Sputnik discussed the future of the INF Treaty with Alexander Gillespie, professor of international law at the University of Waikato, New Zealand.
Sputnik: Following the NATO meeting between the alliance it was announced that there is support for the US stance to pull out of the INF treaty. What are your thoughts on whether this would be beneficial to the US or NATO?
Alexander Gillespie: It's beneficial to no one that this treaty falls over. This treaty was a milestone in breaking the Cold War and building a degree of confidence and trust between the opposing sides. If this treaty falls over, we're going to go back decades in terms of arms control.
Sputnik: You have said previously that Russia's alleged violation doesn't fully legitimize Trump's decision to withdraw from the deal. Can you please elaborate on that?
Sputnik: I've talked to other experts precisely about this mechanism; has it ever been used before, successfully?
Alexander Gillespie: The essence of the mechanism was one to build trust between the nations, whereby you could go into a number of listed sites and inspect the sites to make sure that both sides were in full compliance.
In this situation, you would need to take a further step. Russia would need to volunteer the missile in dispute, prove that it's legitimate, and the Americans would also need to answer the questions that Russia have on their end as well, that with their missile systems, that they too are legitimate, both sides have complaints. But it may be that both sides are using it as a reason to both back away from the agreement.
Sputnik: Do you think that Russia is just as interested in backing out of the agreement as the US?
Sputnik: And yet there are a lot of consequences; this has been really, as you mentioned earlier, a pillar of post-Cold War diplomacy. What are some of the ramifications that we can expect? What's going to happen if this crumbles?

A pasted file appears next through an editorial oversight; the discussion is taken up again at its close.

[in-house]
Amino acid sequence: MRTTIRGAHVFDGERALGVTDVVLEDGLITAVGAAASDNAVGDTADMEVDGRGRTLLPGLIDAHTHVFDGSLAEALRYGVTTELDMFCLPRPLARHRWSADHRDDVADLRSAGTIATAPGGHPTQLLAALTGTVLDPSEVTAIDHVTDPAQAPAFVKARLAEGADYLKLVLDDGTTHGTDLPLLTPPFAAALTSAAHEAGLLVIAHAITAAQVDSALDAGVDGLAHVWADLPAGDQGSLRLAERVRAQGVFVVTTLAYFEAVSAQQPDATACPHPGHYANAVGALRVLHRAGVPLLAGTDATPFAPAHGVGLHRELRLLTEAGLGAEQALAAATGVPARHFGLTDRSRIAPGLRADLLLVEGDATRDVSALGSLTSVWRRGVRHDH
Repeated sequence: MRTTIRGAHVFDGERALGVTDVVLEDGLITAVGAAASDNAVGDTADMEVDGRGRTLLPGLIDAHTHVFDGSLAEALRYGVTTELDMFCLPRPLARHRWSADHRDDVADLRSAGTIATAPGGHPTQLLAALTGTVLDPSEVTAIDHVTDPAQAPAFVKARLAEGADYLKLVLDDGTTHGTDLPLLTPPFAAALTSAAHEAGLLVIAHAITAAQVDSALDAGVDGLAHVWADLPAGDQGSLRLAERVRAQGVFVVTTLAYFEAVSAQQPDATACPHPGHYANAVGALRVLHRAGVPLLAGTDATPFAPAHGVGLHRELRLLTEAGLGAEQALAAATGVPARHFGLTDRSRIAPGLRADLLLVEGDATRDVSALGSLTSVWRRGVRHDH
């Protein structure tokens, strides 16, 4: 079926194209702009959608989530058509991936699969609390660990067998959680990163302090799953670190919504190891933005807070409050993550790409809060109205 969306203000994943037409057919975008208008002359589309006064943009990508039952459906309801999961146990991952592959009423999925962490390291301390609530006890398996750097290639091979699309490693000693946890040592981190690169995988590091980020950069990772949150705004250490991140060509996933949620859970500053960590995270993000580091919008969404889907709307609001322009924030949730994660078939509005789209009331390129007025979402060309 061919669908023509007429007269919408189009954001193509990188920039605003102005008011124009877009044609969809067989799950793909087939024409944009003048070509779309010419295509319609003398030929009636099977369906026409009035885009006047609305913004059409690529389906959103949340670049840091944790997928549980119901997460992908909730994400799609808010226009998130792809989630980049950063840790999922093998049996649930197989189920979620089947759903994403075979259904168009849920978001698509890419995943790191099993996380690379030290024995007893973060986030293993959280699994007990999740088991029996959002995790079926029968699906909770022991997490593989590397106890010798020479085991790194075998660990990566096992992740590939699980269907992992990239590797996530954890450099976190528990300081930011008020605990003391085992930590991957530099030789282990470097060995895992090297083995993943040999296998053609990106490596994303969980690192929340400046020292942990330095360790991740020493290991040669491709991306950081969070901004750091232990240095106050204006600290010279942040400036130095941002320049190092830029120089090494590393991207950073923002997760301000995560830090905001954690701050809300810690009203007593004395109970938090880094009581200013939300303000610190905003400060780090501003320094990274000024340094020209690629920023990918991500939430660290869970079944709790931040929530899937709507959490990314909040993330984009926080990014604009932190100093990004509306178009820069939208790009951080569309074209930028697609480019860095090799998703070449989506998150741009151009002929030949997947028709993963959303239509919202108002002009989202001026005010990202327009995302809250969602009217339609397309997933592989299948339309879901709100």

Sputnik: Yet there are voices in the US, on Capitol Hill, that are against leaving the treaty: Democratic Senators Warner, Reed, Menendez actually said that quitting the accord unilaterally would be "a political and geostrategic gift to Russia", and they went on to say that "this would allow it to expand production and deployment of missiles that the treaty sought to constrain". I'm imagining that it would also allow the US to do so. Where do you think we're going to see more of this expansion of production and deployment, on which side?
Alexander Gillespie: To create a new generation of land-based intermediate-range missiles would take a couple of years, it wouldn't happen quickly. So it would be a slowly evolving process. And even though both sides say, at the moment, that they've got no interest in deployment, if either side felt the military advantage in deploying something which was legal, it would make sense for them to do it, and then you would expect a quid pro quo situation.
Sputnik: And yet, Trump and Pompeo are saying it's an outdated agreement, it doesn't really address the rising military threat of China. China has already said they're not interested in striking a similar agreement. How do you strike a balance between the various powers when some are thinking that they are at a disadvantage because they're not allowed to develop certain things that are being developed by other countries, as you also mentioned. Is it possible really to strike a balance? Are Russia and the US greatly disadvantaged because of their adherence?
The ramifications to my mind are that there's going to be anxiety in Europe, because you're going to go back to a situation where countries will develop and deploy, and then countries will be looking for reasons to back away from other agreements. The biggest fear I have is that the next one to fall could be the agreement made with Obama in 2012, and the overall framework would begin to fall apart.
The views expressed in this article are solely those of Alexander Gillespie and do not necessarily reflect the official position of Sputnik.